Phs Grad Takes Over Reins Of Varsity Boys Basketball


New PHS boys basketball coach Joe Sanchez says he has a philosophy in place and it centers on aggressiveness at both ends of the court. “We want to attack on O and D. We want to set the tone and put pressure on the other team,” he said.

New PHS boys basketball coach Joe Sanchez says he has a philosophy in place and it centers on aggressiveness at both ends of the court. “We want to attack on O and D. We want to set the tone and put pressure on the other team,” he said. Photo by Andy Towle. |

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When Thomas C. Wolfe penned the novel, “You Can Never Go Home Again,” he obviously hadn’t met Joe Sanchez.

That’s because Sanchez, a PHS graduate with the class of 2000, has gone home again and, contrary to what Wolfe wrote, has done it in grandiose fashion.

Sanchez’s return to the PHS campus peaked last week when he was named the new boys basketball coach at Payson High replacing Bill Goodwin, who was let go at the conclusion of the school year in a reshuffling of staff due to budget constraints.

Goodwin was at the helm of the Horn hardwood program for just one year, leading the team to an 8-18 record.

The so-called “home” Sanchez has returned to is Payson High, a school where he once played basketball, ran cross country and track, turned out for the baseball team his senior year and received his prep diploma.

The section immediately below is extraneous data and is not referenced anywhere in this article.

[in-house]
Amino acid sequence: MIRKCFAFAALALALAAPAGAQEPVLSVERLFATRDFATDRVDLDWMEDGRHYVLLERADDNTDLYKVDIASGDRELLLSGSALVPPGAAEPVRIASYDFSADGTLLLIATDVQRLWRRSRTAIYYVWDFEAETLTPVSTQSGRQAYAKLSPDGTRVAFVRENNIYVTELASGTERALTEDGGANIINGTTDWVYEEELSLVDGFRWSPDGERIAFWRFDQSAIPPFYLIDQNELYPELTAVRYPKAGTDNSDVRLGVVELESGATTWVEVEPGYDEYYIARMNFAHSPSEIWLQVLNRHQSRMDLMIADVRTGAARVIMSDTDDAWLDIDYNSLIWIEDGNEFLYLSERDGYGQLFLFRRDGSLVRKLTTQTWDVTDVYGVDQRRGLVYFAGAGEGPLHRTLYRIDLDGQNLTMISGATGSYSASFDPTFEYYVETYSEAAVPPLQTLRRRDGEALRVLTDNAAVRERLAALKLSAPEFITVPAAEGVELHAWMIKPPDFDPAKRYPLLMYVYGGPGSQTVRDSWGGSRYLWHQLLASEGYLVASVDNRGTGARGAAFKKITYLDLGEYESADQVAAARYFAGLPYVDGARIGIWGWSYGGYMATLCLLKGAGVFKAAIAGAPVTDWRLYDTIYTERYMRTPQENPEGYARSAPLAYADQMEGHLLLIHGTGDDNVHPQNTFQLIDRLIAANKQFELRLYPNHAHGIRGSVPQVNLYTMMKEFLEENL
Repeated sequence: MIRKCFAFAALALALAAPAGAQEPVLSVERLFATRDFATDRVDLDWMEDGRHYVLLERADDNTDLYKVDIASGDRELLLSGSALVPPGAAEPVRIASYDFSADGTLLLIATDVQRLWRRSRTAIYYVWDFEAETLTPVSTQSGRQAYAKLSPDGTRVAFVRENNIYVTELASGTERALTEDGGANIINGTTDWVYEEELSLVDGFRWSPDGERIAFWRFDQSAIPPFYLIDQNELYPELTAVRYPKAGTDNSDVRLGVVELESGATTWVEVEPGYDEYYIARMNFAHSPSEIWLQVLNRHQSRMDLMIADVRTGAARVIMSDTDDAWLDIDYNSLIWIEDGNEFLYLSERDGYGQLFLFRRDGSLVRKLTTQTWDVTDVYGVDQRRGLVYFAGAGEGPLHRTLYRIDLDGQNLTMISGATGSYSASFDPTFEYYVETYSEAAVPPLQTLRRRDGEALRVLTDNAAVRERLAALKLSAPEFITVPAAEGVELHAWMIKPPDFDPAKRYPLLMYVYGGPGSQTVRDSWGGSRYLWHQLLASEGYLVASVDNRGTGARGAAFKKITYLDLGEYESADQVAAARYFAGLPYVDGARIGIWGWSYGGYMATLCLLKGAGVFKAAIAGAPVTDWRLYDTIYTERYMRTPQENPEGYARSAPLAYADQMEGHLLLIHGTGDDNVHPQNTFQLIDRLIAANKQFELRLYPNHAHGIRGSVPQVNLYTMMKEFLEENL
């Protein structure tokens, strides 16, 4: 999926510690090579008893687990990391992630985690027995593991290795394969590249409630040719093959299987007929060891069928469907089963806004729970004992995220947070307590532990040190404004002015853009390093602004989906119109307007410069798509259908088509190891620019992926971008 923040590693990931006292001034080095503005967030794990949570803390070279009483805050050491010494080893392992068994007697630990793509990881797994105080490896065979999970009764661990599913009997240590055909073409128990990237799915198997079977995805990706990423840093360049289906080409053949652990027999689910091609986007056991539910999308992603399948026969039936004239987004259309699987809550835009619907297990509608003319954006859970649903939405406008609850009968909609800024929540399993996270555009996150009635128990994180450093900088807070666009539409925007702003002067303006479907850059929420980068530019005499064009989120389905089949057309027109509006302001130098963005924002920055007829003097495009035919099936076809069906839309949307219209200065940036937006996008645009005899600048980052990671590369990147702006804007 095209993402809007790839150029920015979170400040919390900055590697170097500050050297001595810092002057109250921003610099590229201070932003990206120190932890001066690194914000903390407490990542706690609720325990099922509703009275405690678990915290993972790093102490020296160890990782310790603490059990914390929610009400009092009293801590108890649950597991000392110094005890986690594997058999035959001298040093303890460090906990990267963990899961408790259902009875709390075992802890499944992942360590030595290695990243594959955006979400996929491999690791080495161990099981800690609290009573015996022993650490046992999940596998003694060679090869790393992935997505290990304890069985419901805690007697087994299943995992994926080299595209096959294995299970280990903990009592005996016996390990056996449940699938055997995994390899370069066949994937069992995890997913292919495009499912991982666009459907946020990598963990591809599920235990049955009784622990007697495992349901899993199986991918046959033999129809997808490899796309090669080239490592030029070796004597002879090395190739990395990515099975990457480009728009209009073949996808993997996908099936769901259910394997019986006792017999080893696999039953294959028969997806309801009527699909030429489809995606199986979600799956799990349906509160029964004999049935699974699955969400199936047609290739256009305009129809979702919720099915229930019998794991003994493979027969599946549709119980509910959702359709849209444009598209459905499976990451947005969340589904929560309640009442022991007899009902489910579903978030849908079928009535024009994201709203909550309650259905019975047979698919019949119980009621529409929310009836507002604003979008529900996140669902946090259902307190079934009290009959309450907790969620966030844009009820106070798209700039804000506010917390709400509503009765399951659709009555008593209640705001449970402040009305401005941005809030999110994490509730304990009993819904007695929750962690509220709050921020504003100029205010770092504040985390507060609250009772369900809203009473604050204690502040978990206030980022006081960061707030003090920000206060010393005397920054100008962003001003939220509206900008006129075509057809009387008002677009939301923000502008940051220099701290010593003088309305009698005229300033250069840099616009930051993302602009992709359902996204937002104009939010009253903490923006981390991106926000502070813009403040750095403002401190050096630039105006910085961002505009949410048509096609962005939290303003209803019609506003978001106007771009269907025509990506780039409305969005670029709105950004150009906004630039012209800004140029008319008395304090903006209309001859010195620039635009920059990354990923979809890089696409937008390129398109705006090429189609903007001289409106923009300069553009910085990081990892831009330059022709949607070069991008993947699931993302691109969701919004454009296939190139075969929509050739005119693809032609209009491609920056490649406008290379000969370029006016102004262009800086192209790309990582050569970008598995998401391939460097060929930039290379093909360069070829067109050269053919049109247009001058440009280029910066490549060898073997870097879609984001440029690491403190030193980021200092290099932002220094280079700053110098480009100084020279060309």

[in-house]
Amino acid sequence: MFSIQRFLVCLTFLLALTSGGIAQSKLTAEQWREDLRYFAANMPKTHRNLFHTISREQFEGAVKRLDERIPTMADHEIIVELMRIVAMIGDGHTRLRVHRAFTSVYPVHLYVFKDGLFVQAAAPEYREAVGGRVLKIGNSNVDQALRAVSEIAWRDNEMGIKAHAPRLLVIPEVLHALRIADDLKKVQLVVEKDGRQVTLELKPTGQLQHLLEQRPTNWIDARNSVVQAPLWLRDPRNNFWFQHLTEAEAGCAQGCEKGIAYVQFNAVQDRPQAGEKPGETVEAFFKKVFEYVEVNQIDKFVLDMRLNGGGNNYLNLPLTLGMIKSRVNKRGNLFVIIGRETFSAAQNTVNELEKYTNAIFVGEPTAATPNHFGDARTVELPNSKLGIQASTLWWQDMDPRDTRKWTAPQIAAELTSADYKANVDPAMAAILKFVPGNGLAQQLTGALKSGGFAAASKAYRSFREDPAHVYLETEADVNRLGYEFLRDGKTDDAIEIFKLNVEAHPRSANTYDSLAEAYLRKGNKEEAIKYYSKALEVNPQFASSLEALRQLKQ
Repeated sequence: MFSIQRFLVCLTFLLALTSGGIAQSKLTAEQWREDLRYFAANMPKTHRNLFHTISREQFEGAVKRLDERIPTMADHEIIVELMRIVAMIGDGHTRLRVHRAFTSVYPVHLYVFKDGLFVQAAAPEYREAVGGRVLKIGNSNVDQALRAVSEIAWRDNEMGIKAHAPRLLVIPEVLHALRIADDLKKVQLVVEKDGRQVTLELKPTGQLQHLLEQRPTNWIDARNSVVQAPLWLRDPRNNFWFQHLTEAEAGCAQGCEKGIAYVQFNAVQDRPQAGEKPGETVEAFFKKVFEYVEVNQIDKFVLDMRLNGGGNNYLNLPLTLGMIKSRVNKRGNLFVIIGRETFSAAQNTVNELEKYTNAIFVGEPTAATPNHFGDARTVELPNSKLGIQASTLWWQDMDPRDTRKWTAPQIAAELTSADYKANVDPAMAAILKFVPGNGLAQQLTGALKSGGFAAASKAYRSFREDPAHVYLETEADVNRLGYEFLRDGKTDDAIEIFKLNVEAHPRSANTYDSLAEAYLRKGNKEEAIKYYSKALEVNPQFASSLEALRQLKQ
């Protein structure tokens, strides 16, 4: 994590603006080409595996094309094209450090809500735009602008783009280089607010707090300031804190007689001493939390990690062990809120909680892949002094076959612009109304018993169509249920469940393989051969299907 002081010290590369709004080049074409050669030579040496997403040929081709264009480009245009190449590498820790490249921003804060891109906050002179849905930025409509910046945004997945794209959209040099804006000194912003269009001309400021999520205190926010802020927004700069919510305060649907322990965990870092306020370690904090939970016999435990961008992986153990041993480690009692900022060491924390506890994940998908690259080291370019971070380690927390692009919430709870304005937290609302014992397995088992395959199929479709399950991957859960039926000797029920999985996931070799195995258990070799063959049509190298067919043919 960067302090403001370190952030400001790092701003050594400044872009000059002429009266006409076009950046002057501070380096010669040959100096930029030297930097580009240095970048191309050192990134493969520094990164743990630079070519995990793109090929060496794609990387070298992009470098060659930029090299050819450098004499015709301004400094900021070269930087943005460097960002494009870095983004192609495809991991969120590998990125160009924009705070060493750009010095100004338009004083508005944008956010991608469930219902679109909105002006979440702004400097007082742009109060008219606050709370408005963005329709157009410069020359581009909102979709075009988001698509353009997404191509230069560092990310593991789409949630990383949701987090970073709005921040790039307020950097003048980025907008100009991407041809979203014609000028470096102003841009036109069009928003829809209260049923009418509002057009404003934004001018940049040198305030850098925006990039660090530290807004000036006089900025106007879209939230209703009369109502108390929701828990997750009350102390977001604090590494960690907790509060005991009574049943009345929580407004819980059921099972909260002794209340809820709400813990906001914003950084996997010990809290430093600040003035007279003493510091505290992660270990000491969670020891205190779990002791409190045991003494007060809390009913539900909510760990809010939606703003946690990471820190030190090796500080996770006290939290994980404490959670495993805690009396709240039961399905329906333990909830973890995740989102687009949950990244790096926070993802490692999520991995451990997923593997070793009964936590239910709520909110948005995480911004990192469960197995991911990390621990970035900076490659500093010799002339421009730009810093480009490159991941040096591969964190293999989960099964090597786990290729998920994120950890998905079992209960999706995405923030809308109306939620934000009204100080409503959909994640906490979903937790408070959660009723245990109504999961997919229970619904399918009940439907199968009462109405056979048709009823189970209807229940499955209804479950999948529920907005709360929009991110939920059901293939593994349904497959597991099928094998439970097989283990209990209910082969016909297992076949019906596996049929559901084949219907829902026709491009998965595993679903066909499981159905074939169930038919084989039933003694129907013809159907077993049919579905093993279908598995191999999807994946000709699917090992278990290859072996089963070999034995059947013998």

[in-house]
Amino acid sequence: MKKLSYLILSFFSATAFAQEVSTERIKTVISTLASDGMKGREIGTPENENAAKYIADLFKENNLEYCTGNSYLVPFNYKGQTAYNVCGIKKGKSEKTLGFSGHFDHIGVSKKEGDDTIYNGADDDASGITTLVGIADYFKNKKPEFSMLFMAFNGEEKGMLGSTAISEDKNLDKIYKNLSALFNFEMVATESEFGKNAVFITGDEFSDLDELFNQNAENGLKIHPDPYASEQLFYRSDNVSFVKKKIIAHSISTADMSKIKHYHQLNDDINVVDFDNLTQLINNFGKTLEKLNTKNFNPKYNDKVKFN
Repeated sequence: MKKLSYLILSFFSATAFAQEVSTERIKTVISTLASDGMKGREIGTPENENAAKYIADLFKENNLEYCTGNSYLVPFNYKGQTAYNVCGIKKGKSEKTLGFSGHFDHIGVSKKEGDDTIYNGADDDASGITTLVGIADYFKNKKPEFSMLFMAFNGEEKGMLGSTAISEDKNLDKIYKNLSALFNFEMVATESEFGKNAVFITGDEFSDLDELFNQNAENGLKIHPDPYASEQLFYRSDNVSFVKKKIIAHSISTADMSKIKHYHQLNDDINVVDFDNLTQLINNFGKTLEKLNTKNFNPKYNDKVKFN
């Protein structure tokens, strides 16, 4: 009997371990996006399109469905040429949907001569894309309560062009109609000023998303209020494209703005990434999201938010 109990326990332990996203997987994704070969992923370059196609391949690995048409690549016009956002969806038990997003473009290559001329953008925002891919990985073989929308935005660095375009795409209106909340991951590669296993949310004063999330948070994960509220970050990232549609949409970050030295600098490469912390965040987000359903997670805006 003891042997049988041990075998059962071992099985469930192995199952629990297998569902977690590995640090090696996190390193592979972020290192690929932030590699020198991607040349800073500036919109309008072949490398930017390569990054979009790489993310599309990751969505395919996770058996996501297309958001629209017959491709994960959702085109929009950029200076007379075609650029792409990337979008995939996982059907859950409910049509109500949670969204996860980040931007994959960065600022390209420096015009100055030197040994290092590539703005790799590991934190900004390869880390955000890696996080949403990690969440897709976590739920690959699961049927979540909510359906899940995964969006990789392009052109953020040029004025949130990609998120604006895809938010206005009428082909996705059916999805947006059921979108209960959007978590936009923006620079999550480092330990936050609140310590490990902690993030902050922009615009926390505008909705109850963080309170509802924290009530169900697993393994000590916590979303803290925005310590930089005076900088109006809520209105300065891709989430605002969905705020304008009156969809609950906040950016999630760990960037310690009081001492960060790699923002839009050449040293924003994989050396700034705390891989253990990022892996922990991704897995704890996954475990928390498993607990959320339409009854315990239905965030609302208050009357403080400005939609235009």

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Joe Sanchez

Following his appointment as head coach, Sanchez said, “This is my home and I’m glad to be back; I’m excited.”

The new coach also issued a promise that he would do his best to put an end to the musical chairs parade of boys’ basketball coaches that has been low-lighted by five different head coaches in seven years.

“They might someday run me out of coaching, but I’m never leaving Payson,” he said. “I’m here to stay.”

Sanchez’s odyssey from Payson and his return began after graduating from Payson High in 2000. He almost immediately enrolled at Southwestern College, now Arizona Christian University, in Phoenix where he played basketball and majored in counseling.

After obtaining his bachelor’s degree in 2004, he returned to Payson to become a youth pastor at Mountain Bible Church.